Primary tabs

Letter from Colonel Livingston to General Washington



Southold, August 31, 1776.

MAY IT PLEASE YOUR EXCELLENCY: I have, since I wrote to you yesterday, received by express an account, which may be depended upon, that General Woodhull was taken a prisoner by our enemies on Wednesday last. Their Troop of Horse is considered by the inhabitants to the westward of Huntington as an insurmountable obstacle to their ever obtaining their freedom, independent of Great Britain. Many have been prevailed with by the disaffected to us to solicit


pardons from Lord Howe, and they are circulating at a great rate. Our communication is cut off from New York by land, and there are three ships, a brig, and a sloop, that endeavour to intercept it by water. So many reports daily circulate here with respect to the strength and advantageous situation of our enemies, that it is very difficult to give your Excellency a distinct account. They are now possessed of Hempstead Plains; their Horse are continually employed in disarming the inhabitants, but do them no other injury. General Woodhull was taken a prisoner and treated cruelly by them. After he was taken he received a wound in his head, and much uncivil language, and finally committed close prisoner to Jamaica jail.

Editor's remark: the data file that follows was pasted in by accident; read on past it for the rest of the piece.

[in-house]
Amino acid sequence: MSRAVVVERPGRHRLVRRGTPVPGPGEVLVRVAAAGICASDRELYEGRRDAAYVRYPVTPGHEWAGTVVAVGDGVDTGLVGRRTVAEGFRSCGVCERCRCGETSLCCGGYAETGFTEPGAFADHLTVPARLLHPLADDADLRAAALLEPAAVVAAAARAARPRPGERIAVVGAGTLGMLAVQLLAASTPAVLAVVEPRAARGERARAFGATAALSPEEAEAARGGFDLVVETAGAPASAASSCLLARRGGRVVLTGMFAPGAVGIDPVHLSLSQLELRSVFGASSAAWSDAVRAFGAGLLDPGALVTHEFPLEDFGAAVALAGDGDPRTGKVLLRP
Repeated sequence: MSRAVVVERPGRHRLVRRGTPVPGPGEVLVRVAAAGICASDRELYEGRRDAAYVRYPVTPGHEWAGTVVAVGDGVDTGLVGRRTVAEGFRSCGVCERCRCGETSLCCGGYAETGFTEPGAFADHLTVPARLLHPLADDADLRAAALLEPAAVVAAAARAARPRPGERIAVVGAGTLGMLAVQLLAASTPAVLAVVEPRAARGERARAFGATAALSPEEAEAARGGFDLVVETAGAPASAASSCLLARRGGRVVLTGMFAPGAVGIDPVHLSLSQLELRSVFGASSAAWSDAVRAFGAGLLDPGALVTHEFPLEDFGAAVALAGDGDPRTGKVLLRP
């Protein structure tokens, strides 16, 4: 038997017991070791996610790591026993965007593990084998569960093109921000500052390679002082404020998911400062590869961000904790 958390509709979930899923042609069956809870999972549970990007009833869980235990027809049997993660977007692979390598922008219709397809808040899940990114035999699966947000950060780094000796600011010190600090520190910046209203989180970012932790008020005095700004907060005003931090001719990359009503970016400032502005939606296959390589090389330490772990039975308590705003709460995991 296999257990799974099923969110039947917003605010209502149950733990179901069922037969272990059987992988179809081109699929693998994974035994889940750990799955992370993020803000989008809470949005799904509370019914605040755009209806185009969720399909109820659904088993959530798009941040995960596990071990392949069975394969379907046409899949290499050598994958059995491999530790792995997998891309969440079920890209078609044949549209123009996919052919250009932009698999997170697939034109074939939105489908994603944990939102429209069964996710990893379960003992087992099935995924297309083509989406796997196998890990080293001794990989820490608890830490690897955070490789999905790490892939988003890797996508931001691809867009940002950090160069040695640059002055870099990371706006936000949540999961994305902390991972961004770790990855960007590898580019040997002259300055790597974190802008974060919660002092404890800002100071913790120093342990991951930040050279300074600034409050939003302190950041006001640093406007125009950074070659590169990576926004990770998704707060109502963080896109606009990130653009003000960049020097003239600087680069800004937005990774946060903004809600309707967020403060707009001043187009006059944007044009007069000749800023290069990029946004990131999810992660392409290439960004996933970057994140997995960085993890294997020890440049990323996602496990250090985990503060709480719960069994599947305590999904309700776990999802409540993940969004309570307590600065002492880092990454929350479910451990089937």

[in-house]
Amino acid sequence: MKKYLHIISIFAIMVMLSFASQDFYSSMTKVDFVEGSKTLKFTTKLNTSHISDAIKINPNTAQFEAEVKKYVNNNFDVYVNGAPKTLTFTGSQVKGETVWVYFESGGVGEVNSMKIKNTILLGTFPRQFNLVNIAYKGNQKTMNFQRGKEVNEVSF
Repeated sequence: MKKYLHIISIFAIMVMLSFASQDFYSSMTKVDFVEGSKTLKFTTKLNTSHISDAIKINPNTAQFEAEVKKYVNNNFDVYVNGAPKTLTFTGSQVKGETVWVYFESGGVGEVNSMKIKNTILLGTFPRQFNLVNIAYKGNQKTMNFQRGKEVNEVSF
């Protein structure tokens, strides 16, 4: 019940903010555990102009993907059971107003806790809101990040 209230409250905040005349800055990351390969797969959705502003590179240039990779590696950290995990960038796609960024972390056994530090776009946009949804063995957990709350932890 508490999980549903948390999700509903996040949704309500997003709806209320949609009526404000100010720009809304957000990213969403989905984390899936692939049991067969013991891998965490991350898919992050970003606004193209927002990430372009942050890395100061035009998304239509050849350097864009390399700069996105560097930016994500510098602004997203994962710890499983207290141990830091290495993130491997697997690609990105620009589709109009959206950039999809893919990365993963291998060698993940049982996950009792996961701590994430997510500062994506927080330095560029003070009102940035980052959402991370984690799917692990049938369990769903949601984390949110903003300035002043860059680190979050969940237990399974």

Our enemies are plentifully supplied with fresh provisions, which, together with the precarious situation I am in, has induced me to march my detachment to the westward, in order to harass their foraging parties. I have endeavoured to prevail upon the Committees of the different towns to raise their Militia, and have also sent an express to Governour Trumbull, requesting his aid; for if some encouragement is not given to the country people, they will be entirely passive.

I am your Excellency' s most obedient servant,

To His Excellency General Washington, New York.

P˙ S˙ I expect to be at Huntington in about three days. We begin our march tomorrow morning. I hope for your Excellency' s approbation.